The big man

Northcliffe: press baron in politics 1865-1922

J Lee Thompson <em>John Murray, 362pp, £28</em>


Northcliffe's invasion of Fleet Street, which began with the founding of the Daily Mail in 1896, altered the terrain of British journalism for ever. Northcliffe was the first to recognise that the introduction of universal education would lead to a mass reading public. "The Board Schools," he told a friend, "are turning out hundreds of thousands of boys and girls annually who are anxious to read. They do not care for the ordinary newspaper . . . but will read anything that is simple and is sufficiently interesting."

In setting out to create a newspaper that would capture the attention of these new readers, he developed an entertaining mix of news, features, recipes, patterns and puzzles that would become the template for the modern newspaper. On the way, he chronicled the advent of the autocar and aeroplane, the instantaneous trans- mission of news and photographs, the introduction of the wireless and the conduct of war. Northcliffe eventually owned two-thirds of London's national newspapers, including, at one stage, the Times and the Observer, earning for himself the unofficial title of progenitor of the modern newspaper.

Northcliffe's rise from poverty and obscurity to become one of the most influential figures of the 20th century was characterised by a ruthless disregard for the opinions of the leaders of the age. As his influence grew, he incurred the enduring enmity of those whose power he invariably challenged. By limiting the focus of Northcliffe to the magnate's political and imperial connections, J Lee Thompson goes some way towards explaining why the Establishment viewed Northcliffe as such a dangerous character.

Born Alfred Harmsworth in 1865, Viscount Northcliffe was the eldest of 11 children born to an English barrister and an Irish matriarch. His father, also Alfred, although undeniably clever, grew increasingly indolent, perhaps from his propensity to drink. He died young, leaving his widow and family in gruelling poverty.

His eldest son, Alfred, was determined to deliver the family from its plight and, in this, he was singularly successful. By the time he was 27, he had founded a huge magazine empire. With the help of his younger brother Harold, later Viscount Rothermere, whose financial acumen was impressive, he was, in the words of Thompson, "earning a ducal living by the time he was 30". But, to Northcliffe, the accumulation of riches was as nothing when compared to the exercise of power, and he was driven by a moral zeal that his rivals and enemies could never understand.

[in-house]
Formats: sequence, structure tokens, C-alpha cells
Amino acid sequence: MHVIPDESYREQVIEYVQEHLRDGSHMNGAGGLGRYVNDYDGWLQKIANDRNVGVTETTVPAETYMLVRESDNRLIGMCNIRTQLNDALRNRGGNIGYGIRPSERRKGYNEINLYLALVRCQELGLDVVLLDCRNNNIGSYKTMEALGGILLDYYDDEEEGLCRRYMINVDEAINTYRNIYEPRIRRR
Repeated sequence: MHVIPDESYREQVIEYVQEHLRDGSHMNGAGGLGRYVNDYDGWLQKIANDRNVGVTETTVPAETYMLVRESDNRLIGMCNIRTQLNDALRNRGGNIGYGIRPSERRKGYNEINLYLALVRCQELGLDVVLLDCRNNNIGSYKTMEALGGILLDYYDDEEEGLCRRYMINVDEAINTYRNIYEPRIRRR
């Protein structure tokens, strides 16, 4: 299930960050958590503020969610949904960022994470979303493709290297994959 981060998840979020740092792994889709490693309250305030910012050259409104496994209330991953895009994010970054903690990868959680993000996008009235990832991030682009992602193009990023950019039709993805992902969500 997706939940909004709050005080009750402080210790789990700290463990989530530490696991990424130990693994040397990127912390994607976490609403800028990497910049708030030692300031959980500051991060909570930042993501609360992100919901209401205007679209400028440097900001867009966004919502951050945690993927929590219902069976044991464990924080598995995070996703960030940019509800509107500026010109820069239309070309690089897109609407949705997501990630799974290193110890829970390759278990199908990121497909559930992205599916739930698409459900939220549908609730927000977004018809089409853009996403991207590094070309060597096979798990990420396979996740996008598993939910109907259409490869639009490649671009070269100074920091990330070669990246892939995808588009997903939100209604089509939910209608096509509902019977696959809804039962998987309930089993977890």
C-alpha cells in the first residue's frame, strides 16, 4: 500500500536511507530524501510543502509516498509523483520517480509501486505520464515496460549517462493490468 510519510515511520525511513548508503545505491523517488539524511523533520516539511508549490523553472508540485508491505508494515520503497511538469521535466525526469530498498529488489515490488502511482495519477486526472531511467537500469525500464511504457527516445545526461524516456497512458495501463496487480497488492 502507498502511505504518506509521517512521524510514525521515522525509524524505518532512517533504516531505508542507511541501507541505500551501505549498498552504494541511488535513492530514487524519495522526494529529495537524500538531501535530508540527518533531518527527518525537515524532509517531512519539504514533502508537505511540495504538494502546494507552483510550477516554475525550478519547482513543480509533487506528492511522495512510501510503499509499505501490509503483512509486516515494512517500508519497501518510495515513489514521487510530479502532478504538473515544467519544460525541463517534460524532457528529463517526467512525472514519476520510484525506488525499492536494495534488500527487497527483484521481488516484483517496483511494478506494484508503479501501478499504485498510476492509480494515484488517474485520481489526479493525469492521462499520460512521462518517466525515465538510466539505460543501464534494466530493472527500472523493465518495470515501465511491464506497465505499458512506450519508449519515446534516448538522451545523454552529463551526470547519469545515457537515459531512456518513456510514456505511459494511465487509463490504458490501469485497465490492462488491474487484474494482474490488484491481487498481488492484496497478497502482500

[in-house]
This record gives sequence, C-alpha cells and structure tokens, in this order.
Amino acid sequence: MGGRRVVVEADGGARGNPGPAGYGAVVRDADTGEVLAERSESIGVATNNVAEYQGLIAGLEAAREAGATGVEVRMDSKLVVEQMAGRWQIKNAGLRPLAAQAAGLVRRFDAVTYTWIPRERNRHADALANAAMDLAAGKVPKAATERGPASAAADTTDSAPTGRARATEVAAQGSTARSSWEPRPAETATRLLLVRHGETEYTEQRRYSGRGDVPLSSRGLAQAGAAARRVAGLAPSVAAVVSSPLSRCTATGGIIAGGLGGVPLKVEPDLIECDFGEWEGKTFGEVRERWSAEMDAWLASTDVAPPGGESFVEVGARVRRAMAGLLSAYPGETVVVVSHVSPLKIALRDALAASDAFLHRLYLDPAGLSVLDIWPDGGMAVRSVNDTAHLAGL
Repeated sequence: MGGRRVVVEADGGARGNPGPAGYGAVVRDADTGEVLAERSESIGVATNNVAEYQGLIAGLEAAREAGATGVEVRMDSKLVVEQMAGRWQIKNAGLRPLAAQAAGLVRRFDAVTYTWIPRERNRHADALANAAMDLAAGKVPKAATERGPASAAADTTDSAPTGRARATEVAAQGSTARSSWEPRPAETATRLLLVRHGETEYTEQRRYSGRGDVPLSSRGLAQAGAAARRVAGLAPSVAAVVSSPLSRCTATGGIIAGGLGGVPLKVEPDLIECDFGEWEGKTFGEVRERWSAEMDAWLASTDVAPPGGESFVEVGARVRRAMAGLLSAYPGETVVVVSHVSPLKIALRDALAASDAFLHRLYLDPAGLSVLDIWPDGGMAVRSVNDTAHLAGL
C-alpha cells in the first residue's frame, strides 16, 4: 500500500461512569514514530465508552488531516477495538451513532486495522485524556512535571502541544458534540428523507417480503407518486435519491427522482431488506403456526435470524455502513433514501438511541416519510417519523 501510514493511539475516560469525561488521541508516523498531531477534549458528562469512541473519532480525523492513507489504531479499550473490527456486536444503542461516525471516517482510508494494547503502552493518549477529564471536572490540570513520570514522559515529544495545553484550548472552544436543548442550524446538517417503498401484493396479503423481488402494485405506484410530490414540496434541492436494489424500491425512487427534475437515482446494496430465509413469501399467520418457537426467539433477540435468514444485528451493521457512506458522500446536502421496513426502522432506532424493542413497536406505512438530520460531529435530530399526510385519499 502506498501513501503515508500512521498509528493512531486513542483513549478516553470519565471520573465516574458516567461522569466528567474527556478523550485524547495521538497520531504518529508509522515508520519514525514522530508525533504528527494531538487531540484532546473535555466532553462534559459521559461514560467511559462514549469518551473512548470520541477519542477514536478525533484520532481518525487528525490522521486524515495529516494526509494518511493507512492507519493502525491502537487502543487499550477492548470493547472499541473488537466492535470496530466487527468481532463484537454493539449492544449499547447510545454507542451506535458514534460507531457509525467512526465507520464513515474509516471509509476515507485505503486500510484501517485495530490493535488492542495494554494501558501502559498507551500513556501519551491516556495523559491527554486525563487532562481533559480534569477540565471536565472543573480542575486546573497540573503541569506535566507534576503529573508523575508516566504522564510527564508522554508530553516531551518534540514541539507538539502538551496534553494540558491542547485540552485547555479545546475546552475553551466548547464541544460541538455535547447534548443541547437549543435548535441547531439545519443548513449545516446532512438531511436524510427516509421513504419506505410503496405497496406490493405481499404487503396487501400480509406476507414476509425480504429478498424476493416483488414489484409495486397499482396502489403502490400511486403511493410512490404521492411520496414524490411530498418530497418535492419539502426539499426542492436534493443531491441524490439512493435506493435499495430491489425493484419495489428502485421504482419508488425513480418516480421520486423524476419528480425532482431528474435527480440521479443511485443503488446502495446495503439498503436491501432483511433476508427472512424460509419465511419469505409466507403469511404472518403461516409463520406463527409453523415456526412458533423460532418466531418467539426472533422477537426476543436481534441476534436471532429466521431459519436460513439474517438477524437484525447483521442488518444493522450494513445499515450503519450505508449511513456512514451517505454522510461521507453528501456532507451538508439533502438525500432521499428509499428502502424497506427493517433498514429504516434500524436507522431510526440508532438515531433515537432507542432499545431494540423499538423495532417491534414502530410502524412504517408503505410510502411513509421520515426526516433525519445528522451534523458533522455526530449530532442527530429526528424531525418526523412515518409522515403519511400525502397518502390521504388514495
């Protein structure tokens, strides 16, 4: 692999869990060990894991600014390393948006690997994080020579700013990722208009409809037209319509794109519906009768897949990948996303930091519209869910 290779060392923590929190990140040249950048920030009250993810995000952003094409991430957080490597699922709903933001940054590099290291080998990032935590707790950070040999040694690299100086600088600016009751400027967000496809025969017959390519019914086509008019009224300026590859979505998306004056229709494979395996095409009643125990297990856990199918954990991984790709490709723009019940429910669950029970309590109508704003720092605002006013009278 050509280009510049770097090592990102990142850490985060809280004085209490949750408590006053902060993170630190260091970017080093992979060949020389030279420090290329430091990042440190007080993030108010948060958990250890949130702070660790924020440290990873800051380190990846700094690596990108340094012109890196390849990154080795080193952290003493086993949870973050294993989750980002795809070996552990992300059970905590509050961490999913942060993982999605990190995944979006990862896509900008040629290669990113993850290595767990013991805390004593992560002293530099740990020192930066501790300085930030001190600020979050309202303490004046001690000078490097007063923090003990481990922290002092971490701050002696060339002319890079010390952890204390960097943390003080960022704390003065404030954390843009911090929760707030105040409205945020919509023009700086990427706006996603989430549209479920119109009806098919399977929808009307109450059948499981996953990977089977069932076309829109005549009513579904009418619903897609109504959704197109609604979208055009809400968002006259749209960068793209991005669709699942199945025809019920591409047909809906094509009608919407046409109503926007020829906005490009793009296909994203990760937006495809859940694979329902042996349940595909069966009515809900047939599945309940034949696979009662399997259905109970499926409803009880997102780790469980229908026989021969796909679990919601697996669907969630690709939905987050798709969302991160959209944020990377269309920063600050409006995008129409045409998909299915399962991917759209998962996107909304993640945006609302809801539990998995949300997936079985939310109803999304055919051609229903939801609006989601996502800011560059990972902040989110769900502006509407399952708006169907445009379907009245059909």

Tirelessly cataloguing the letters, memoirs and publications of the age,Thompson reveals the growing alarm and distrust with which Northcliffe's contemporaries (among them Winston Churchill, David Lloyd George and Lord Beaverbrook) viewed the baron - a megalomaniac, as they saw him, bent on upsetting the delicate balance of British power.

With the world at war, Northcliffe was the first to discredit the plan of Churchill, then First Lord of the Admiralty, to effect a supply route to Russia through the narrow straits of the Dar-danelles, which were held by enemy Turks. He mercilessly denounced Churchill for diverting desperately needed men and munitions from the Western Front, thus inspiring Churchill's lasting enmity.

Northcliffe's greatest moment came on 21 May 1915, when he published, in the Daily Mail, the best-known leading article of the First World War - "The tragedy of the shells: Lord Kitchener's grave error" - in which he chastised the secretary of state for war for sending to the front shrapnel, useless in trench warfare, instead of the urgently needed high-explosive shells.

For this, Northcliffe was subjected, as Thompson puts it, to a "deluge of criticism", culminating in the burning of thousands of copies of the Mail on the London Stock Exchange. Overnight, the circulation of the paper dropped by more than a million. But, by the end of the month, Northcliffe had regained that circulation and his reputation. The despised Liberal government collapsed, and Northcliffe's determination to see Lloyd George installed in the newly created position of munitions minister was successful.

Thompson's documentation of these events is encyclopaedic in its scope. An astounding work of scholarship, his volume must take its place as a casebook for scholars and historians who are interested in the era.

Sally Taylor is the historian of the Northcliffe family

This article first appeared in the 03 July 2000 issue of the New Statesman, And is there honey by the Tees?